How can I remove or relocate the trusses in my attic? They come down from the roof to the floor in a cris cros manner> I would like to use my attic as an extra room.
Get a consultation from a licensed structural engineer. In most or all truss applications, the webs cannot be cut or modified. In your case, the roof framing will have to be re-framed coinciding with the truss removal. An engineer can help with the design of the re-framing.
You will not only need larger rafters but larger attic floor joists. If those elements met the minimum requirements of the building code you would not need an engineer but it would be a difficult job.
Anytime you cut trusses you need an engineer to sign off on how it's done. Ceiling joist are not floor joist, those will have to be dealt with also as noted by above post.
There is a point in the modification of a truss that it is no longer a truss and I believe your program is way beyond that point so it is not accurate to refer to this as a "truss modification".
I would say that this program requires the rebuilding of the roof and attic floor with any existing members that might remain not contributing to the structure in a meaningful way.
Therefore, if the new rafters and floor joists meet the minimum requirements of the building code span tables and are connected at the wall top plates, an engineer is not needed.
This approach probably requires removal of the ceiling and the truss intermediate chords and sistering of the existing rafter and bottom chords with larger members. Of course, you could also do it from above by removing the roof.
The hardest part is finding room for the stair.
There will still be bracing requirements all dependent on the span, wether it's simple cross ties, or involving verticals. A lot stems from location as well concerning loads such as snow, that's why the advise for an engineer to spec it all out. Even death valley has a snow load requirement of a laughable 20 psf!
In short...no, you probably can't do this, and it isn't likely to be cost effective.
For a new simple span rafter system with new joists acting as rafter ties at the top plate level, everything you need to know is spelled out in the building code tables which take into account the snow and dead loads. It's not rocket science. Only designs not covered by the building code (like trusses) require an engineer.
The question of cost effectiveness has to do with the cost of adding an equivalent floor area adjacent to the house and how that would be integrated into the house and how it would fit on the site. Assuming there is enough space under the rafters I would think it would be cost effective.
As you can see from the responses opinions on this are going to vary greatly. Trusses are engineered to be as light and strong as needed to be for the particular application. Think of a spider web and what will happen if one or two of the strands are cut, you lose the integrity of the whole system. It may or may not fail. While what you want to do probably can be done, DO NOT do anything without consulting a structural engineer.
You should be able to save yourself the cost of an engineer unless the structure is unusually large or complex. It would help if you told us the span and slope of the roof and if there are any intermediate bearing walls, hips, dormers and the snow load.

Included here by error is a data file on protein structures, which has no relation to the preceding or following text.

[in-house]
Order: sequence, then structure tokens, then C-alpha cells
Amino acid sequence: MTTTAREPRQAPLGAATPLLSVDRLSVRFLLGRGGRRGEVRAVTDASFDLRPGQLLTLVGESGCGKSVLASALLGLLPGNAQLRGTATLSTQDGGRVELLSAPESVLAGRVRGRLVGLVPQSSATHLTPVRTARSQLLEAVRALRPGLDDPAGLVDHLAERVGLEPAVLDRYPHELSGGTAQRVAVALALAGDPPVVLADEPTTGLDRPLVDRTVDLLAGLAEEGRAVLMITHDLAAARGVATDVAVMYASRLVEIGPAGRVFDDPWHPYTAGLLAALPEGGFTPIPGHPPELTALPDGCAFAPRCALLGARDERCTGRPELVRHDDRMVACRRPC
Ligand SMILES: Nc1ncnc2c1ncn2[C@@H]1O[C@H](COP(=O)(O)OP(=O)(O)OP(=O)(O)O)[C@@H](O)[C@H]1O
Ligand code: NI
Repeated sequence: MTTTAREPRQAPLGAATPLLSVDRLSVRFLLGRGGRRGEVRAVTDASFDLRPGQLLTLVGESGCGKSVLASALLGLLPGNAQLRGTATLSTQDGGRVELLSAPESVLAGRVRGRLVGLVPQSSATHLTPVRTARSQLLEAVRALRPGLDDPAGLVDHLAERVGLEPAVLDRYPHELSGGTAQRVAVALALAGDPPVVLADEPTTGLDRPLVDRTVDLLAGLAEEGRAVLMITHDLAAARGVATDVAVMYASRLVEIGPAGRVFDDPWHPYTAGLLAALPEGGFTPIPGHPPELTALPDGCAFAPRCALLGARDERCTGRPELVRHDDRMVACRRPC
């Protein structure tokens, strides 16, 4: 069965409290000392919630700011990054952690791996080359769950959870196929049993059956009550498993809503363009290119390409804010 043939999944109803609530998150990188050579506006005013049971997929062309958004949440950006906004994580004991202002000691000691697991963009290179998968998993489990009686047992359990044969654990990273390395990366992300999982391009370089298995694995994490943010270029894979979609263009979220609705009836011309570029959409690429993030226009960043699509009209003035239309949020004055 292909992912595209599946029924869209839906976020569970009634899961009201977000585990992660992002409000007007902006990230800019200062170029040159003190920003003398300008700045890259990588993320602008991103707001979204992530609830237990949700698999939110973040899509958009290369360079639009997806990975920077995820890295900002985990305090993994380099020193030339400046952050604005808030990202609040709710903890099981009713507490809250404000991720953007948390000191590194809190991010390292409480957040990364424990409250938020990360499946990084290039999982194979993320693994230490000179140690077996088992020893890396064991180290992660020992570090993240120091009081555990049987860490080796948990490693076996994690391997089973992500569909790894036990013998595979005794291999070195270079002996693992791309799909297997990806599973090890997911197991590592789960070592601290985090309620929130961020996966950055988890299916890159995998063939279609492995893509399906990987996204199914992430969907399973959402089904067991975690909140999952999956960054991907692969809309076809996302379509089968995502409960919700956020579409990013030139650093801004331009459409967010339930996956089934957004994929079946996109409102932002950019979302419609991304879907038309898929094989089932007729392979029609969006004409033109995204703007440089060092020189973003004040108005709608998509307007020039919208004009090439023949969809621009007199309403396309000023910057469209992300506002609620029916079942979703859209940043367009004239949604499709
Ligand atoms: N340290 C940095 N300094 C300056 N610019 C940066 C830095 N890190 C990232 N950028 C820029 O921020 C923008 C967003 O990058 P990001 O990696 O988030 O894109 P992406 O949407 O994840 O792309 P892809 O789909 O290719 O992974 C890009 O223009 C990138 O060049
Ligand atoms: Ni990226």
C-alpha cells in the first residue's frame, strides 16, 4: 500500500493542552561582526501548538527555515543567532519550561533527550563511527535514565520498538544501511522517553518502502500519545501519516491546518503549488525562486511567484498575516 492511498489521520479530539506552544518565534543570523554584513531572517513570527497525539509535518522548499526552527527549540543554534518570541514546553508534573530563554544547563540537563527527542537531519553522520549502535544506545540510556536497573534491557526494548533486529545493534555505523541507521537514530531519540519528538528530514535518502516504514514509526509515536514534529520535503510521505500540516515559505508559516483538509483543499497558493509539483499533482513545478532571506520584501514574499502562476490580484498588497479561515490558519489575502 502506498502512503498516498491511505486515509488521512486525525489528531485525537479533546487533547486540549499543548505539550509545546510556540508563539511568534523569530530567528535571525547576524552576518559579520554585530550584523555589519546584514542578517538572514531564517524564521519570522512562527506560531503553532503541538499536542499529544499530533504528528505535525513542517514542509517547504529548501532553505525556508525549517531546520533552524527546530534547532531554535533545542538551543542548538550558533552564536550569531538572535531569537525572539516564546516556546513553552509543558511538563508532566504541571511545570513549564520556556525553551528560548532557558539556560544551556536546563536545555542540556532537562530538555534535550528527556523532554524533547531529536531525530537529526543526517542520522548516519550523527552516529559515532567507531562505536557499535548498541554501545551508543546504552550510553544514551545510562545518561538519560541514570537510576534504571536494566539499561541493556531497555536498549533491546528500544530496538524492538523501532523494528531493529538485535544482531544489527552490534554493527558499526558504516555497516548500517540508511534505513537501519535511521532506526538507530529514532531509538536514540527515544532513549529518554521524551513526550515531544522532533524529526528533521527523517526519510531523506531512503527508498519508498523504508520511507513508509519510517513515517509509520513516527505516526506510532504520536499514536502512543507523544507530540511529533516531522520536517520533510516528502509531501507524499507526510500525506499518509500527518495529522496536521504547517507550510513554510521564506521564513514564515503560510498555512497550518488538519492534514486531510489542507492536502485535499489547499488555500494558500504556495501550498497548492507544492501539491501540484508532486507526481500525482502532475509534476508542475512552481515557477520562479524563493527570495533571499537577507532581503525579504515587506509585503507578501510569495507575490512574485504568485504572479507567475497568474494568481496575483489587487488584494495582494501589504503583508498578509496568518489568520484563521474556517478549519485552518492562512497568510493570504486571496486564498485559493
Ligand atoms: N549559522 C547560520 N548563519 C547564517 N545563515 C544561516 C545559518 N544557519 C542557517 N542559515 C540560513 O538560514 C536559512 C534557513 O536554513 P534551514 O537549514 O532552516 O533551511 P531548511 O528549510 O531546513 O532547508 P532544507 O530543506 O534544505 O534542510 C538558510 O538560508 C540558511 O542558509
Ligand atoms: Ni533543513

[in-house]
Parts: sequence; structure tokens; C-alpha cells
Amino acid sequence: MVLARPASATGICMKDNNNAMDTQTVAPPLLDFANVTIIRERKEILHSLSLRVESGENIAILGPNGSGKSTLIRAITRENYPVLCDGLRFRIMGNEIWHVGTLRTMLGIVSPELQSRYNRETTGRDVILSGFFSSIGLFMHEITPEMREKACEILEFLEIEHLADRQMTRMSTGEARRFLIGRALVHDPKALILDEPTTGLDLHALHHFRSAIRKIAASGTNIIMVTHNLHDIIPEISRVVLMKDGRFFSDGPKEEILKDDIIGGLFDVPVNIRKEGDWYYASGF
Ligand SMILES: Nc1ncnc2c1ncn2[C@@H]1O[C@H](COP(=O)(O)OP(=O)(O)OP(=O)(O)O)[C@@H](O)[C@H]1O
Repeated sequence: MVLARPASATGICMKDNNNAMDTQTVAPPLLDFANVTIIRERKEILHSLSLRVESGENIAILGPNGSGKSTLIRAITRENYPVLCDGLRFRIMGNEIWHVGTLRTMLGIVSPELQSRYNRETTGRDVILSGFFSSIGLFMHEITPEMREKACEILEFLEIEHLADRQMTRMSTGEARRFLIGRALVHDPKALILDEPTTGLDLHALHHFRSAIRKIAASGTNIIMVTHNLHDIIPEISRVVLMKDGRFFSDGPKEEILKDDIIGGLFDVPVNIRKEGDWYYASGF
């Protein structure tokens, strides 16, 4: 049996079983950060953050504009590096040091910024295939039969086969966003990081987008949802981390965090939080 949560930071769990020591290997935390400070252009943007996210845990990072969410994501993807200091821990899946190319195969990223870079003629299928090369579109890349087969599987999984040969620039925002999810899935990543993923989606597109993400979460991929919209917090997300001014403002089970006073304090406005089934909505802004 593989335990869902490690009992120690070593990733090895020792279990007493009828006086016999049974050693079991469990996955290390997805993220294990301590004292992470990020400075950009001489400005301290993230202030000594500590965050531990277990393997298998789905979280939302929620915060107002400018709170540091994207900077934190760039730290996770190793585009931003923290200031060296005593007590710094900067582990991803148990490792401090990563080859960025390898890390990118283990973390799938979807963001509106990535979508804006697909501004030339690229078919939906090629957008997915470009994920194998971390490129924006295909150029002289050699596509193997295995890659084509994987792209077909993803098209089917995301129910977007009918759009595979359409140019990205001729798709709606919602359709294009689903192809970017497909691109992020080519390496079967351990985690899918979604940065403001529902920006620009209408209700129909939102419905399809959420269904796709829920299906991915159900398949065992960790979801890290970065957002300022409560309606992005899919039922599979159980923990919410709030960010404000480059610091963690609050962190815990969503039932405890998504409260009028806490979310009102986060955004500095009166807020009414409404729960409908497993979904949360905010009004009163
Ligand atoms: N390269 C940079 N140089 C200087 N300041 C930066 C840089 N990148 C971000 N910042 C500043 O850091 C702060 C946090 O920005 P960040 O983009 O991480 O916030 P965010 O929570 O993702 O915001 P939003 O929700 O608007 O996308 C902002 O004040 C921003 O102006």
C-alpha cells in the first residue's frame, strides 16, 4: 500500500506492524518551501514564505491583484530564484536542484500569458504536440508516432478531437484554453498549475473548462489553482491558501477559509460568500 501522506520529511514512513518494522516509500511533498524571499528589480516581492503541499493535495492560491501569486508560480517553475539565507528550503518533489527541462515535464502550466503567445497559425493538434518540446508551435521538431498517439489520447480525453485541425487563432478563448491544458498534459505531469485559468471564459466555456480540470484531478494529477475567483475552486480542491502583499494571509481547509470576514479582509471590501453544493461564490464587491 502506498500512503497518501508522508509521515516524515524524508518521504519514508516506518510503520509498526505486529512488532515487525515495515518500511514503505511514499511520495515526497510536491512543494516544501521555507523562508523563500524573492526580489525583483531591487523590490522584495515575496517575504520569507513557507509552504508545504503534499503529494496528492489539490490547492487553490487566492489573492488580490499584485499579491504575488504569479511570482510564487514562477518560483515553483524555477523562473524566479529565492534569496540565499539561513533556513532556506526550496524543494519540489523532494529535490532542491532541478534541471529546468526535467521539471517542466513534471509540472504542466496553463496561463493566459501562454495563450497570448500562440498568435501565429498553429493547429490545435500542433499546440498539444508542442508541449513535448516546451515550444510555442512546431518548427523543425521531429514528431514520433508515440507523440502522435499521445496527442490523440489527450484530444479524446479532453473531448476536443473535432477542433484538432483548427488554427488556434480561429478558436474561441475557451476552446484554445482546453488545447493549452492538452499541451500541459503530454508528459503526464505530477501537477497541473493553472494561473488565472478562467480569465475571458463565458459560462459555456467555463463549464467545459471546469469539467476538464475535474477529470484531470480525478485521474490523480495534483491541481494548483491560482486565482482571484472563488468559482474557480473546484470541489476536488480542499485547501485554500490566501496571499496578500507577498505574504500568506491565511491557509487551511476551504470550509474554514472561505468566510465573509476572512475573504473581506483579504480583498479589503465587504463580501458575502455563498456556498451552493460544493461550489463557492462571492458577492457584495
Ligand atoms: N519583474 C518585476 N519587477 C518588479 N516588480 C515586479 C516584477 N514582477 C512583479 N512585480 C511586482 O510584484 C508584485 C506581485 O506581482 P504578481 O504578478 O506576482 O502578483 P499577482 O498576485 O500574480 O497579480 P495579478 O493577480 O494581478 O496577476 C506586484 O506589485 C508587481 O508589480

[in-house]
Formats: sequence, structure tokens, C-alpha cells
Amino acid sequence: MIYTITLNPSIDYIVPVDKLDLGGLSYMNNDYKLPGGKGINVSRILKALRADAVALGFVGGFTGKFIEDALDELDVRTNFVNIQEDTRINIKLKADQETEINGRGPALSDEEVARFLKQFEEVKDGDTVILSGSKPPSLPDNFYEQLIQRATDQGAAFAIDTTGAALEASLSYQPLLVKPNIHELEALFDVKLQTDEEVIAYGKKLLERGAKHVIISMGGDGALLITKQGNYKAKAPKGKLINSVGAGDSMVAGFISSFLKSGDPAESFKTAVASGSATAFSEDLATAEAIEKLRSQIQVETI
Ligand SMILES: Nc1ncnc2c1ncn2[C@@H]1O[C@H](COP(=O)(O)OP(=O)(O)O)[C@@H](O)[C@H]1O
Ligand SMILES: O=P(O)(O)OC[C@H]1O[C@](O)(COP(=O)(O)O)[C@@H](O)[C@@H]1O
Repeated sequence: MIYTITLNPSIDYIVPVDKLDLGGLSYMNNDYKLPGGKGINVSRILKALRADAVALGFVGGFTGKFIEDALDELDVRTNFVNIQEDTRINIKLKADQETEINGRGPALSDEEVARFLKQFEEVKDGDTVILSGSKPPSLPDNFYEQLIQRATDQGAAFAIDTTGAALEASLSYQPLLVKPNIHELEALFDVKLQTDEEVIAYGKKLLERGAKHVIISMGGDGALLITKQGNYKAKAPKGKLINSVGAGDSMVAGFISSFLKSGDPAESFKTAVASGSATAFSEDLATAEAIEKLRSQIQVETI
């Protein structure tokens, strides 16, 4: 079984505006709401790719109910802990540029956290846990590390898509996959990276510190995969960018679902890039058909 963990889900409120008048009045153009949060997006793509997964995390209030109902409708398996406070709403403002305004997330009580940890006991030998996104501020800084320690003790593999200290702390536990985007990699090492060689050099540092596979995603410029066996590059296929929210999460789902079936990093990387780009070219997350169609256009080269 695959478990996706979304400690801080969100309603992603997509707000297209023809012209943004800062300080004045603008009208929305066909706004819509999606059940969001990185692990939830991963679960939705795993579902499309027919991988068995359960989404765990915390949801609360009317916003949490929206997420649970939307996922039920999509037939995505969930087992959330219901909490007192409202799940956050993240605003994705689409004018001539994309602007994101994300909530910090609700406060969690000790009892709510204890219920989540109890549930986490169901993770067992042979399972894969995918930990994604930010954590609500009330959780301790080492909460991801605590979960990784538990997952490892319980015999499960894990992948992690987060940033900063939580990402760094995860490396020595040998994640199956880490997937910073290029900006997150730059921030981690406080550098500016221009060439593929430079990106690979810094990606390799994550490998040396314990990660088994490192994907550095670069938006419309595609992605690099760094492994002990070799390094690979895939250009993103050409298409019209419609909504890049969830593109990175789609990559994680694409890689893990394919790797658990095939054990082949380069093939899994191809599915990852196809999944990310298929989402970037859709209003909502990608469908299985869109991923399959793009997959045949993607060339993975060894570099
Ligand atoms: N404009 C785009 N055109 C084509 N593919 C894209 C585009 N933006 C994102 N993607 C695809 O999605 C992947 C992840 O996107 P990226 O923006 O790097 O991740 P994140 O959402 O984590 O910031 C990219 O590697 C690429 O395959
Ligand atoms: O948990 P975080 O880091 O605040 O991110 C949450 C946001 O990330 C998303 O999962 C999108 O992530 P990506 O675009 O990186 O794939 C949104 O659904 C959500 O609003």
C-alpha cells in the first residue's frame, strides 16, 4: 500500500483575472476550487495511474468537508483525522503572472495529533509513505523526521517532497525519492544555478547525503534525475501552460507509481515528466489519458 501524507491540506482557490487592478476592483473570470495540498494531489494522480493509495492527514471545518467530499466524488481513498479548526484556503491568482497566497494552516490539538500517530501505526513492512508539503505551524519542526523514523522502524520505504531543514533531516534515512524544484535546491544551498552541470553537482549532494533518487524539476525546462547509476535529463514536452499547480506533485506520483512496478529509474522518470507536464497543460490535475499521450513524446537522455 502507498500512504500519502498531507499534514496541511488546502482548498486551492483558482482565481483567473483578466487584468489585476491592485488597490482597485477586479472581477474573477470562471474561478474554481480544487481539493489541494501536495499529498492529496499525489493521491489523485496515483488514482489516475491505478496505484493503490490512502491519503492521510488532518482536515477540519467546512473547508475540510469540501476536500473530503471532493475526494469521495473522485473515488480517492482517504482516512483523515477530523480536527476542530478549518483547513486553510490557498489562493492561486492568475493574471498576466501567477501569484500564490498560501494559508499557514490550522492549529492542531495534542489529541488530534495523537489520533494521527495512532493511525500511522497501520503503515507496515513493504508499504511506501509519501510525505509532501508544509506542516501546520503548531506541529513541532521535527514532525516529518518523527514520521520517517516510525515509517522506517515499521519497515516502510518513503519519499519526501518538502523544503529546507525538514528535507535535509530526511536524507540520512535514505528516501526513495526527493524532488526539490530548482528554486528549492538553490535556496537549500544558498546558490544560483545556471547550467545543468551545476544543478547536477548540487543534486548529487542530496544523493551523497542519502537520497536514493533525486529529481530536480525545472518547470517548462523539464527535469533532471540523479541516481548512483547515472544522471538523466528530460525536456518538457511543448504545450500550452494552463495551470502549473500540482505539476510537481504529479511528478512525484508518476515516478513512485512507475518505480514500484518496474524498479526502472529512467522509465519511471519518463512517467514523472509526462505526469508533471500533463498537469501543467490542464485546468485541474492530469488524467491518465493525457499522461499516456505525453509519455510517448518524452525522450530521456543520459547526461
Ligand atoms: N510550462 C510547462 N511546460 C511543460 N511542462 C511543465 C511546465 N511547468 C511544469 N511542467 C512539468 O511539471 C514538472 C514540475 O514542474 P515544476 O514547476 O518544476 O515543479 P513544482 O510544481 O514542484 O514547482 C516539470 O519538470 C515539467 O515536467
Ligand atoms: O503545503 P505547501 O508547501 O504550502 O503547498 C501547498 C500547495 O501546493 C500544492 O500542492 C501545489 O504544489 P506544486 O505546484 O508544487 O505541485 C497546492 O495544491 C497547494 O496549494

A roof truss relies on rafter chords, a bottom chord and intermediate chords arranged in triangular patterns so that all chords are either in tension or compression. Because wood is stronger in compression & tension than in bending the size of the chords can be reduced which saves money. Of course, the strength of the connections become critical but that is solved by building the truss in a factory under strict quality control.
The removal or relocation of even one chord and/or the addition of almost any unanticipated load on the bottom chord will induce BENDING moments in the other chords that they are not large enough to take.
An engineer would have to look at the roof structure not as a truss but as a simple-span rafter system which would involve adding new rafters and floor joists sized for the loads. Such a structure does not not require an engineer because the framing sizes and configurations are clearly and simply shown in any building code. Any licensed builder can design it and get it accepted by the local building department.
If the spans are larger than shown in the building code you will need to use LVL's or I-Joists which would require an engineer. You could hire one or use one provided by a manufacturer through a local lumberyard.
The only issue not addressed by the building code is bouncyness of floors. If you don;t know how to avoid this problem just use the next larger joist size if you are close to the span limit in the code table.
I have a related question.I have a cottage with a drop ceiling that I want to get rid of.It is roughly 30ft by 30 ft with a 4/12 pitch.I am removing the drop ceiling and would like to lose some of the rafters but only to open it up, not as a loft but purely for the open feel.How can I achieve the openness I want but maintain integrity.
The only practical way to remove all the truss elements in an attic is to replace all the trusses.
As in remove the roof & trusses and replace them.
You are unlikely to be able to fit conventional framing in the attic since the eave height is likely lower than the required floor joist height.
Modifying trusses can range from 'not bad' (you know the manufacturer and they are still around and willing to detail changes for a fee) to 'not going to happen' (unknown manufacturer, older house, etc.).
Without the actual truss construction drawings there is often no way to tell what grades of lumber have been used for the different members allowing any alterations to be made.
It is pretty common to use the minimal grade for each member in a truss based on the loads in that member.